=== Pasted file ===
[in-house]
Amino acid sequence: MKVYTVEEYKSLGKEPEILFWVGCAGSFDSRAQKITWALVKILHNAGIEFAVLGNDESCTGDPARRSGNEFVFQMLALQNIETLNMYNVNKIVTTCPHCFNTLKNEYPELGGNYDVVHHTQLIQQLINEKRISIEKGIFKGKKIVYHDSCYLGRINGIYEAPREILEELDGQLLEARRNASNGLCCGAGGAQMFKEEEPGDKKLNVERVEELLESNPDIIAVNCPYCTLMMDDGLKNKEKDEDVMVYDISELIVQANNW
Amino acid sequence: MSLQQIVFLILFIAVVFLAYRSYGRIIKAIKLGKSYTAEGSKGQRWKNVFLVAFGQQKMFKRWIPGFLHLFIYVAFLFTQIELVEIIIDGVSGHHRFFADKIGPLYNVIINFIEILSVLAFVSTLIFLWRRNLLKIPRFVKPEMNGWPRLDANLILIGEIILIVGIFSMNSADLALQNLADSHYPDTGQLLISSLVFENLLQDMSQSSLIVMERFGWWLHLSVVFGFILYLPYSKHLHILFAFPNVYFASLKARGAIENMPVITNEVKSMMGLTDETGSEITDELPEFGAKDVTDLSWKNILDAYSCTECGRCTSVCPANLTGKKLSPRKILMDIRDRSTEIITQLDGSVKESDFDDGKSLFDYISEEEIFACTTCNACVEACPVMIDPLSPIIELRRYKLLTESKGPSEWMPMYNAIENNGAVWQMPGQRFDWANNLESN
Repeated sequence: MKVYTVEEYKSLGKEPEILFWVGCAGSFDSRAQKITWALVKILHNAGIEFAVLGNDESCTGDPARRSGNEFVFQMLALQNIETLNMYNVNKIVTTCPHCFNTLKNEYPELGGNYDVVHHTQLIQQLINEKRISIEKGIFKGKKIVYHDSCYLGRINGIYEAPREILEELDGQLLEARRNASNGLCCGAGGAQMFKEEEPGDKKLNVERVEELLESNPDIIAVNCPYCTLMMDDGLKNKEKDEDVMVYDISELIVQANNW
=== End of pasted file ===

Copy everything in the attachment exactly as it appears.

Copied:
[in-house]
Amino acid sequence: MKVYTVEEYKSLGKEPEILFWVGCAGSFDSRAQKITWALVKILHNAGIEFAVLGNDESCTGDPARRSGNEFVFQMLALQNIETLNMYNVNKIVTTCPHCFNTLKNEYPELGGNYDVVHHTQLIQQLINEKRISIEKGIFKGKKIVYHDSCYLGRINGIYEAPREILEELDGQLLEARRNASNGLCCGAGGAQMFKEEEPGDKKLNVERVEELLESNPDIIAVNCPYCTLMMDDGLKNKEKDEDVMVYDISELIVQANNW
Amino acid sequence: MSLQQIVFLILFIAVVFLAYRSYGRIIKAIKLGKSYTAEGSKGQRWKNVFLVAFGQQKMFKRWIPGFLHLFIYVAFLFTQIELVEIIIDGVSGHHRFFADKIGPLYNVIINFIEILSVLAFVSTLIFLWRRNLLKIPRFVKPEMNGWPRLDANLILIGEIILIVGIFSMNSADLALQNLADSHYPDTGQLLISSLVFENLLQDMSQSSLIVMERFGWWLHLSVVFGFILYLPYSKHLHILFAFPNVYFASLKARGAIENMPVITNEVKSMMGLTDETGSEITDELPEFGAKDVTDLSWKNILDAYSCTECGRCTSVCPANLTGKKLSPRKILMDIRDRSTEIITQLDGSVKESDFDDGKSLFDYISEEEIFACTTCNACVEACPVMIDPLSPIIELRRYKLLTESKGPSEWMPMYNAIENNGAVWQMPGQRFDWANNLESN
Repeated sequence: MKVYTVEEYKSLGKEPEILFWVGCAGSFDSRAQKITWALVKILHNAGIEFAVLGNDESCTGDPARRSGNEFVFQMLALQNIETLNMYNVNKIVTTCPHCFNTLKNEYPELGGNYDVVHHTQLIQQLINEKRISIEKGIFKGKKIVYHDSCYLGRINGIYEAPREILEELDGQLLEARRNASNGLCCGAGGAQMFKEEEPGDKKLNVERVEELLESNPDIIAVNCPYCTLMMDDGLKNKEKDEDVMVYDISELIVQANNW